WHITE IBISES ON ABACO: UNCOMMONLY EXCITING SIGHTING


White Ibises (adult & juvenile), Sandy Point, Abaco (Keith Salvesen)

 WHITE IBISES ON ABACO: UNCOMMONLY EXCITING SIGHTING

“STOP THE CAR!” The shout was embarrassingly loud, amplified by being yelled inside a vehicle. Loud, because it seemed to emanate from very close indeed to my ear. Embarrassing, because it appeared to come out of my own mouth. Good grief! It was me. And I’d seen White Ibises. There they were, 2 adults and 2 juveniles, strolling and feeding their way across an open grassy area right in the middle of Sandy Point, as casual as you please.

P1200740White Ibises (adult & juvenile), Sandy Point, Abaco (Keith Salvesen)

So I leapt out of the car (it had conveniently and fortunately stopped by this stage), remembered to remove the lens cap for once, and took some photos. Unfortunately we had driven slightly past them which inevitably increased the risk of bird-butt shots (as the birds were moving away from me) to add to my already impressive ‘aves-ass’ collection

White Ibis, Sandy Point, Abaco (Keith Salvesen)

The reason for the excitement was that the White Ibis is classed on Abaco as a ‘WR4‘, that is to say a Winter Resident that is both uncommon to rare and irregularly reported. Some years, maybe none will be seen at all. When I was collecting the images – hundreds and hundreds of them – for THE BIRDS OF ABACO, I rejected any that had not actually been taken on Abaco. That was part of the point of the enterprise, to showcase Abaco’s birds, not “birds from other islands that you may also encounter on Abaco”. So although we had some wonderful White Ibis pics from Nassau, they were ineligible for the book…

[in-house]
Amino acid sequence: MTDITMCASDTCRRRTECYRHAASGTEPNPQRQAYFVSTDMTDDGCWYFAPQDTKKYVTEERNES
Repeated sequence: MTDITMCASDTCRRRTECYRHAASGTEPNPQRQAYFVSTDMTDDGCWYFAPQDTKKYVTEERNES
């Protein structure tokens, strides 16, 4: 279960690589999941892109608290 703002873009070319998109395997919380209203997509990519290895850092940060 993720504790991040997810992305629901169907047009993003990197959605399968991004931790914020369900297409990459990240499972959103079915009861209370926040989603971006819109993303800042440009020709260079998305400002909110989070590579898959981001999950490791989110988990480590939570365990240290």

We ended with just the one, taken by Kasia Reid at the Treasure Cay Golf course ponds. In the course of the 16 months it took to produce the book, we never obtained another Abaco White Ibis photo, which meant that Kasia’s image did not qualify for a spread and sadly had to be relegated to the supplement… (bird 159 on page 262!). Here it is.

White Ibis, Treasure Cay, Abaco (Kasia Reid)

Meanwhile, returning swiftly to Sandy Point, the 4 Ibises (Ibi?) were working their way slowly and systematically over the greenery, picking through it for morsels of food.

White Ibises (adult & juvenile), Sandy Point, Abaco (Keith Salvesen) White Ibis, Sandy Point, Abaco (Keith Salvesen) White Ibis, Sandy Point, Abaco (Keith Salvesen) White Ibises (adult & juvenile), Sandy Point, Abaco (Keith Salvesen) White Ibises (adult & juvenile), Sandy Point, Abaco (Keith Salvesen)

Then they were gone, and I got back into the car feeling that I had seen something special. I may have been the only occupant who felt that way, but such is life. For all I know, the birds may have been there for weeks. Or forever. But I have never seen them there before, nor seen reports of them. The sighting further confirms the excellence of Sandy Point as a birding location on land, shoreline and out to sea.